American Kestrel

American Kestrel

The American kestrel is the smallest falcon in North America. These small, fierce raptors inhabit open grasslands and fields, where they hunt mice, insects, snakes and other small animals. They will hunt small birds when other prey is scarce. Males have slate blue-gray wings (Note the difference in breast and belly between the male pictured at left and the female, below).

Kestrels usually mate for life. They prefer to nest in cavities in dead trees or snags but will also nest in abandoned barns, sheds and nest boxes. Females lay 4- 5 eggs that hatch in about 30 days; young fledge, or leave the nest, about one month after they are born.

Kestrel populations have been steadily declining across North America – especially in the Northeast U.S. – primarily due to habitat loss and pesticides. They can often be seen perched on power lines or hovering over fields in the Washington County Grasslands.  Learn more about kestrels…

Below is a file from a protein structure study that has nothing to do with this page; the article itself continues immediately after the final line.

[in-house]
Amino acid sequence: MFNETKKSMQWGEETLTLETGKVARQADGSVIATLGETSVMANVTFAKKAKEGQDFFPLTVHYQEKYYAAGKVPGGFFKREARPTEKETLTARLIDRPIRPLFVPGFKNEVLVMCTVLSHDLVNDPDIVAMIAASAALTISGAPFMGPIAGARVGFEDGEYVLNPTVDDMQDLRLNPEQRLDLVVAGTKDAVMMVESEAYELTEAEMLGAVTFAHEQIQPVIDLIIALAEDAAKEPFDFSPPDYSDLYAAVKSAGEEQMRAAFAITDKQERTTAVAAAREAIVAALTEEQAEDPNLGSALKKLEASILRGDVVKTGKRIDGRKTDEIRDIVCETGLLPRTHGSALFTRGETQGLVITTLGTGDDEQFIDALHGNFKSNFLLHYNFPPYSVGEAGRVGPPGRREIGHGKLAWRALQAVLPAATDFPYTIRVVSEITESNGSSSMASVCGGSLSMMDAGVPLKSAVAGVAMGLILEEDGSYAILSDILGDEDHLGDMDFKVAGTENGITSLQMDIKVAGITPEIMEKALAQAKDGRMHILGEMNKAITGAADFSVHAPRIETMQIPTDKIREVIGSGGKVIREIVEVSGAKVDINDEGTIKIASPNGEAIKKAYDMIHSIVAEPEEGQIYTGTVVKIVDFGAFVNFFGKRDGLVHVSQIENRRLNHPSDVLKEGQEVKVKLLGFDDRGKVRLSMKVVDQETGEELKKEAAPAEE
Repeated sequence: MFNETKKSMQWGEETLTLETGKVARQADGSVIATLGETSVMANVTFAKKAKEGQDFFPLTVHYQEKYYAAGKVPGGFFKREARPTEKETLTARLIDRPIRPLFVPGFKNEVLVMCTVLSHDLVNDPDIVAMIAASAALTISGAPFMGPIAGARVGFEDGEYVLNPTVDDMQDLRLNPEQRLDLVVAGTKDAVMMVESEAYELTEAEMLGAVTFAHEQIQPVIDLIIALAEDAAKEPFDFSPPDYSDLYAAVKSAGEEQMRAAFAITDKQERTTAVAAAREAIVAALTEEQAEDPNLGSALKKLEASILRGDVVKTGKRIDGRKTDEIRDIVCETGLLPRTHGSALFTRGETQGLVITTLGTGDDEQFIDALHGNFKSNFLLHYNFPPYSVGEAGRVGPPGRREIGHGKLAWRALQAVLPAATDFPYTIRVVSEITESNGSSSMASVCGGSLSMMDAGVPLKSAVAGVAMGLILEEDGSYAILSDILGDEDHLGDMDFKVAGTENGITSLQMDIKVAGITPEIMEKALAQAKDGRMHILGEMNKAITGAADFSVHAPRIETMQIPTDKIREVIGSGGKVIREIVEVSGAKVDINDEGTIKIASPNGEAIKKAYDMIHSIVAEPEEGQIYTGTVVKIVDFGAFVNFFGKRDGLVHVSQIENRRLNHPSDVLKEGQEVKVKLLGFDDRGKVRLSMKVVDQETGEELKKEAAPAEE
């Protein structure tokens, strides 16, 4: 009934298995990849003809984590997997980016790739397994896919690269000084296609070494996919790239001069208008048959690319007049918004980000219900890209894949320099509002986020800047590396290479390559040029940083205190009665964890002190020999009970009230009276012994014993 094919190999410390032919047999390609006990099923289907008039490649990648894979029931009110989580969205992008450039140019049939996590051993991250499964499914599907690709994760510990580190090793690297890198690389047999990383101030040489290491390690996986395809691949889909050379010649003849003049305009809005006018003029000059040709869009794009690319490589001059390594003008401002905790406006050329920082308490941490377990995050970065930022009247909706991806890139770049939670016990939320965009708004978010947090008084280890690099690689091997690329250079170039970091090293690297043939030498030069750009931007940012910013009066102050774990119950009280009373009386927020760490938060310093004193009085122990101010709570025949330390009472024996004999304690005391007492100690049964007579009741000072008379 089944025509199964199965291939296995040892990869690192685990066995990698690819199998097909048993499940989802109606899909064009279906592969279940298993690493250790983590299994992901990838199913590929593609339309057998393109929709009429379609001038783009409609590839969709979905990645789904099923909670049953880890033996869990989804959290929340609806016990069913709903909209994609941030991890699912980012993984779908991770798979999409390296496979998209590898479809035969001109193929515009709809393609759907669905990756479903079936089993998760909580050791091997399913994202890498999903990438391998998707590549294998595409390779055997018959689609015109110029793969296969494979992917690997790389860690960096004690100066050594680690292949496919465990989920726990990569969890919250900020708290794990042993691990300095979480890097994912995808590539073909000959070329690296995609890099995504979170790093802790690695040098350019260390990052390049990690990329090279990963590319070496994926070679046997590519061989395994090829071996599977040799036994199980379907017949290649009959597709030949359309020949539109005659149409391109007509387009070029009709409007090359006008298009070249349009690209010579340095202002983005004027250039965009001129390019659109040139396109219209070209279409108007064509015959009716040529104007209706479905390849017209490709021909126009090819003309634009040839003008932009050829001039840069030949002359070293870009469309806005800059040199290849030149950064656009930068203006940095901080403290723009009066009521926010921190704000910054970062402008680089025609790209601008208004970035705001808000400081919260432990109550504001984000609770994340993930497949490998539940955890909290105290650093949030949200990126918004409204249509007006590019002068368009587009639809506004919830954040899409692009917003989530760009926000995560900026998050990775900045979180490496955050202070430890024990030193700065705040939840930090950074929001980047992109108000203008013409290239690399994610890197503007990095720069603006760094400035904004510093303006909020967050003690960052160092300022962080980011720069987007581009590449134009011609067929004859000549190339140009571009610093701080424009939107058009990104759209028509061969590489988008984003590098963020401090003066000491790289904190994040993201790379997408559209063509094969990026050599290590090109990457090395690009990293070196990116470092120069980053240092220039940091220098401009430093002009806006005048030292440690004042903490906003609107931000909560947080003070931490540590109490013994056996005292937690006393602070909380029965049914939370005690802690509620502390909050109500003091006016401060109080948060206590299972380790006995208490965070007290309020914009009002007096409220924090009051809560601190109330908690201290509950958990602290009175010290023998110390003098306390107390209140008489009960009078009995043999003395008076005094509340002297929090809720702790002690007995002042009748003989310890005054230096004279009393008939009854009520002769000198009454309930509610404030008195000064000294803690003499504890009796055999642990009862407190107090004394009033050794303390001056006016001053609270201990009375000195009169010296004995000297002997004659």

Interested in being part of a program to conserve habitat for at risk grassland birds?
contact your local office of the USDA’s Natural Resource Conservation Service or visit New York State DEC at: New York’s Landowner Incentive Program for Grassland Protection and Management.

The Peregrine Fund developed the American Kestrel Partnership to advance research and conservation of these amazing raptors.  They launched a Kestrel nestbox project to help restore populations across North America to a healthy level. Learn how to build, place and monitor Kestrel nestboxes at:   See instructions below on how to build Kestrel boxes. Use the Kestrel Peregrine Fund link to report your sightings and data of your Kestrel nestbox!!

​New York State Status: Not Listed
Federal Status: Not Listed

Photos courtesy Dr. Gordon Ellmers